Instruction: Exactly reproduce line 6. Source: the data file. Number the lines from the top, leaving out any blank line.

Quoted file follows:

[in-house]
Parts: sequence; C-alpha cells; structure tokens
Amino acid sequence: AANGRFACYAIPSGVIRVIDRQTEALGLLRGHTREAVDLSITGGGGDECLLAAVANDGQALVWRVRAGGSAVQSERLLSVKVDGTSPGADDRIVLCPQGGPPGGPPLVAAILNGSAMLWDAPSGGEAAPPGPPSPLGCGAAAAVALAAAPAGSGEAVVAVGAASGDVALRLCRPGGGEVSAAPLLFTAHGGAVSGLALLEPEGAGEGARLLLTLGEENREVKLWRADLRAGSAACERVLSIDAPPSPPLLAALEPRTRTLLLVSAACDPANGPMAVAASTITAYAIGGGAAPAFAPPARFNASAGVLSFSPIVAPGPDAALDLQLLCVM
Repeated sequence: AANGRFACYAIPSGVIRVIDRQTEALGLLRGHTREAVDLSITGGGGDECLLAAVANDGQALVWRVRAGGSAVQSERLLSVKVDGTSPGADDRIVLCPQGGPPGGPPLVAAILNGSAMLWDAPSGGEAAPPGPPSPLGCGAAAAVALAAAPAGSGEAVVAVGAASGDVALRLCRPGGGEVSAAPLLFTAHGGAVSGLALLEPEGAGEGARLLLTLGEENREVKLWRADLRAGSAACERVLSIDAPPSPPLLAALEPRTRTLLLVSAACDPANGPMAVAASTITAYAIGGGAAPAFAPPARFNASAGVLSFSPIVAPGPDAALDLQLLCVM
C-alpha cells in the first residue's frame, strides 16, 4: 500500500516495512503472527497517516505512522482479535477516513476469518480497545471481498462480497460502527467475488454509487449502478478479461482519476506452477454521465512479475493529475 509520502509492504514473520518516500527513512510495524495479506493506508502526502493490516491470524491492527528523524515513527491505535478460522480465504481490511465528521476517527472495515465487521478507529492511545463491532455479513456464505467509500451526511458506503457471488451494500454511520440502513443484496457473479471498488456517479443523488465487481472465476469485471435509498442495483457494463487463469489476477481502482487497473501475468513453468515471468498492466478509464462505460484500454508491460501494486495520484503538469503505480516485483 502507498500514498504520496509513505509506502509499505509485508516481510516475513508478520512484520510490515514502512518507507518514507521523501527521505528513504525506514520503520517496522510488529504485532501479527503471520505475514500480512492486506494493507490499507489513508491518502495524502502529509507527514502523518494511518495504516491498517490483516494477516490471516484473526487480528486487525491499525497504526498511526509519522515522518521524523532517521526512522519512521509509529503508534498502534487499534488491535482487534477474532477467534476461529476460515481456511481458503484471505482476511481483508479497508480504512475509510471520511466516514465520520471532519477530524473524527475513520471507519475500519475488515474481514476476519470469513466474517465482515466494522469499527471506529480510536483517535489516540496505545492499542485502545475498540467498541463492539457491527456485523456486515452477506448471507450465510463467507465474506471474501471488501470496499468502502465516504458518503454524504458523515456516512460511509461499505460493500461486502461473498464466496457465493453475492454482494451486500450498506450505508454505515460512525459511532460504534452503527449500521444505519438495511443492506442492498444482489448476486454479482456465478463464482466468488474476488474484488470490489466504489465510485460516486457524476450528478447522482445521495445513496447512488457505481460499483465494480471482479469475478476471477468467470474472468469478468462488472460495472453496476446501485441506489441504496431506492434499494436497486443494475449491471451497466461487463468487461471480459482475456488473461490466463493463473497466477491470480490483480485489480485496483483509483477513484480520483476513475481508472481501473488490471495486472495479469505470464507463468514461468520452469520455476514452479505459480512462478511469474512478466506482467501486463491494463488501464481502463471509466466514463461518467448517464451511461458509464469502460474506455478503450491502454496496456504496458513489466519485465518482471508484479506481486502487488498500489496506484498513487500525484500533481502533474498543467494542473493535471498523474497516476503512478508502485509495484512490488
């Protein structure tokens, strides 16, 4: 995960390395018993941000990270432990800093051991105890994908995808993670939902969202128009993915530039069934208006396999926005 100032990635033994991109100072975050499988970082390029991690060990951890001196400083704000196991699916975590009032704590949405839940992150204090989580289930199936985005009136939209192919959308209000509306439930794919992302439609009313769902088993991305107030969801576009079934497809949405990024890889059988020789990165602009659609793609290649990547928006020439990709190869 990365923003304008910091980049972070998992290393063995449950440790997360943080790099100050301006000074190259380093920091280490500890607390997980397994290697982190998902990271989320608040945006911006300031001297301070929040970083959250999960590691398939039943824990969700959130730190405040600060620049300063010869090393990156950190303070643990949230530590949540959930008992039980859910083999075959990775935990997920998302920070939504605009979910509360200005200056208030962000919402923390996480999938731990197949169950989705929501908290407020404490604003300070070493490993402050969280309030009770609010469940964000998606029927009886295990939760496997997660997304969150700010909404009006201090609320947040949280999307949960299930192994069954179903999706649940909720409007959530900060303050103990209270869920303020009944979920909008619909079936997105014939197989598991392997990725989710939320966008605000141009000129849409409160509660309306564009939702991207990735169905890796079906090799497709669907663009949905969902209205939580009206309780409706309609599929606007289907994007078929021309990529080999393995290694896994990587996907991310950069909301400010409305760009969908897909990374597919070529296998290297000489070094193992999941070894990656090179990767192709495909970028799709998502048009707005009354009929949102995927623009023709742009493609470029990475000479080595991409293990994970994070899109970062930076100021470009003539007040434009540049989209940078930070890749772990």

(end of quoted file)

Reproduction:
């Protein structure tokens, strides 16, 4: 995960390395018993941000990270432990800093051991105890994908995808993670939902969202128009993915530039069934208006396999926005 100032990635033994991109100072975050499988970082390029991690060990951890001196400083704000196991699916975590009032704590949405839940992150204090989580289930199936985005009136939209192919959308209000509306439930794919992302439609009313769902088993991305107030969801576009079934497809949405990024890889059988020789990165602009659609793609290649990547928006020439990709190869 990365923003304008910091980049972070998992290393063995449950440790997360943080790099100050301006000074190259380093920091280490500890607390997980397994290697982190998902990271989320608040945006911006300031001297301070929040970083959250999960590691398939039943824990969700959130730190405040600060620049300063010869090393990156950190303070643990949230530590949540959930008992039980859910083999075959990775935990997920998302920070939504605009979910509360200005200056208030962000919402923390996480999938731990197949169950989705929501908290407020404490604003300070070493490993402050969280309030009770609010469940964000998606029927009886295990939760496997997660997304969150700010909404009006201090609320947040949280999307949960299930192994069954179903999706649940909720409007959530900060303050103990209270869920303020009944979920909008619909079936997105014939197989598991392997990725989710939320966008605000141009000129849409409160509660309306564009939702991207990735169905890796079906090799497709669907663009949905969902209205939580009206309780409706309609599929606007289907994007078929021309990529080999393995290694896994990587996907991310950069909301400010409305760009969908897909990374597919070529296998290297000489070094193992999941070894990656090179990767192709495909970028799709998502048009707005009354009929949102995927623009023709742009493609470029990475000479080595991409293990994970994070899109970062930076100021470009003539007040434009540049989209940078930070890749772990």